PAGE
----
Macrophage infiltration and the subsequent inflammation are closely related to ischemic stroke pathologies and functional prognosis. Macrophage infiltration also contributes to the resolution of inflammation and neural repair after ischemic stroke2). The expression of inflammatory cytokines reaches its peak around several days after stroke onset and decreases thereafter14). Infiltrating macrophages and reactive glial cells also produce IL-10 and transforming growth factor b (TGF-β), the major anti-inflammatory molecules, in the ischemic brain. Overexpression of IL-10 by adenoviral transduction in the ischemic brain shows neuroprotective effects against global brain ischemia15). TGF-β is an important factor in the induction of anti-inflammatory immune cells, such as regulatory T cells, and the repair of ischemic brain tissue16). The endogenous cellular and molecular mechanisms underlying the resolution of inflammation and subsequent neural repair are considered to exist in the ischemic brain.
The removal of DAMPs in the ischemic brain is necessary for the resolution of cerebral post-ischemic inflammation. Class A scavenger receptors, MSR1 and MARCO, in the infiltrating macrophages are important for recognizing and internalizing DAMPs, such as PRXs and HMGB1. Deficiency in MSR1 and MARCO in the infiltrating macrophages delays the clearance of DAMPs from ischemic brain tissue, resulting in prolonged inflammation and exacerbated neuronal damage17). The expression levels of MSR1 in infiltrating macrophages increase from day 1 to day 3 after stroke onset, which is induced by Mafb, an important transcription factor for the differentiation of macrophages. Macrophages that strongly express MSR1 in the ischemic brain are not major producers of inflammatory cytokines (TNF-α, IL-1β, and IL-23), but instead produce neurotrophic factors, such as insulin-like growth factor1 (IGF-1)17). A recent study demonstrated that post-ischemic treatment by a phthalide derivative that increased the expression of MSR1 in infiltrating macrophages attenuated the production of inflammatory cytokines such as TNF-a through the acceleration of DAMP removal and ischemic neuronal damage in a rat model of ischemic stroke18). Therefore, DAMP removal from ischemic brain tissue is an essential process in ischemic stroke pathologies that determines the functional prognosis.
Macrophages infiltrate ischemic brain tissue and trigger post-ischemic inflammation during the first several days after stroke onset. The number of infiltrating macrophages decreases thereafter (though they reside in ischemic brain tissue for at least 2 weeks), and their phenotype is shifted to anti-inflammatory or reparative19). Infiltrating macrophages are important for long-term recovery, given that CCR2-deficient mice in which macrophage infiltration in ischemic brain tissue is attenuated exhibit exacerbated neurological deficits and functional prognosis from 5 to 28 days after stroke onset20). Some growth factors, such as IGF-1 and FGF-2, are also produced by infiltrating macrophages during the recovery phase of ischemic brain injury, which improve the neurological outcome to protect neurons and glial cells from cell death21,22). FGF-2 also promotes remyelination, and synaptogenesis after ischemic stroke23). Thus, infiltrating macrophages turn their phenotype into anti-inflammatory (pro-resolving) and reparative ones to accelerate functional recovery after ischemic stroke.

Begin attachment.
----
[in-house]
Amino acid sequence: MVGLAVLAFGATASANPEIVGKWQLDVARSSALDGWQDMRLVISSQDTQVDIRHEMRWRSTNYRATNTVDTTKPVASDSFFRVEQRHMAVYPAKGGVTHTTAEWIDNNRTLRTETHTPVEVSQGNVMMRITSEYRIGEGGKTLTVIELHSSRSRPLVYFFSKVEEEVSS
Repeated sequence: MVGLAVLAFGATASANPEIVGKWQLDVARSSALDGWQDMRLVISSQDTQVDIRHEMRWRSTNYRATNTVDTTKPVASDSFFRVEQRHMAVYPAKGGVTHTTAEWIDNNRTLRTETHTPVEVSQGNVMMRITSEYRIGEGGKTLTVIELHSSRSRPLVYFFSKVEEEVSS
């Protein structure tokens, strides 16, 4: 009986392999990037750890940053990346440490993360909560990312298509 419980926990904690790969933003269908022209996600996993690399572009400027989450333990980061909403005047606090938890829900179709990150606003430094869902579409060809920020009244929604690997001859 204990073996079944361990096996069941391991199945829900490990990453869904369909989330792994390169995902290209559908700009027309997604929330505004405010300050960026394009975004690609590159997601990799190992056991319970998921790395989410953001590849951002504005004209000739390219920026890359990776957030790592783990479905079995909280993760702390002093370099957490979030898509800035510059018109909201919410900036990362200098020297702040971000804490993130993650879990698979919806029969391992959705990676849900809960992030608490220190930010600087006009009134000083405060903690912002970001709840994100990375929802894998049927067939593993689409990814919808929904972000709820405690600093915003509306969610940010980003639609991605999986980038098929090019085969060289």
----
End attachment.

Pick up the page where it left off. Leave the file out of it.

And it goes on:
Therapeutic treatment methods for ischemic stroke
The intravenous administration of recombinant tissue plasminogen activator (rt-PA) or endovascular thrombectomy immediately after stroke onset is the established effective therapeutic treatment method for ischemic stroke24). Immunosuppressive agents, such as steroids, cyclosporine, and tacrolimus, fail to improve the functional prognosis of human stroke patients. As such, the simple suppression of post-ischemic inflammation is not suitable as a therapeutic strategy against ischemic stroke. Whether neural repair is accelerated or enhanced by immunosuppressive therapeutic methods must be taken into consideration.
Although the anti-inflammatory effects of IL-10 and TGF-β are promising therapeutic targets that are very important for recovery after ischemic stroke, it might be difficult to control the expression of just anti-inflammatory molecules at the appropriate time in the sequential processes of ischemic stroke pathologies25). Recent studies have shown that the transformation of the macrophage phenotype to the anti-inflammatory or pro-reparative one can be observed by the systemic administration of docosahexaenoic acid (DHA), IL-13, and meisoindigo26-28). Treatment by an angiopoietin-1 in a type 1 diabetic rat model of ischemic stroke attenuates the expression of inflammatory factors but promotes vascular and white matter remodeling29). A recent study shows that PPARg and STAT6 may be regulators that can resolve inflammation after ischemic stroke30). Already established therapeutic agents could be used in the anti-inflammation and accelerated recovery treatment of ischemic stroke if the detailed cellular and molecular mechanisms regulating macrophage phenotypes are completely clarified. Although few effective treatments can be administered over 24 h after ischemic stroke onset, it is likely that therapeutics that sustain neural repair in the ischemic brain even if administered a few days after stroke onset can be developed.
Macrophages have inflammatory or anti-inflammatory/pro-reparative functions in ischemic stroke and play different roles in the sequential progression of ischemic stroke pathologies(Fig. 2). Clarification of the detailed mechanisms of macrophage-mediated cerebral inflammation and the subsequent neural repair is key in the development of next-generation therapies for ischemic stroke.
Figure 2: Different phenotypes of infiltrating macrophages in ischemic stroke
BBB: Blood-brain barrier; CCR2: C-C chemokine receptor 2; CCL2: C-C motif chemokine 2; MCP1: Monocyte chemoattractant protein 1; DAMPs: Damage-associated molecular patterns; PRRs: Pattern recognition receptors; HMGB1: High mobility group box1; PRX: Peroxiredoxin; MMP9: Matrix metalloproteinase 9; NETs: Neutrophil extracellular traps; TLRs: Toll-like receptors; IL-1β: Interleukin-1β; TNF: Tumor necrosis factor; TGF-β: Transforming growth factor b; IGF-1: Insulin-like growth factor1; rt-PA: Recombinant tissue plasminogen activator; DHA: Docosahexaenoic acid
The authors declare that they have no competing interests.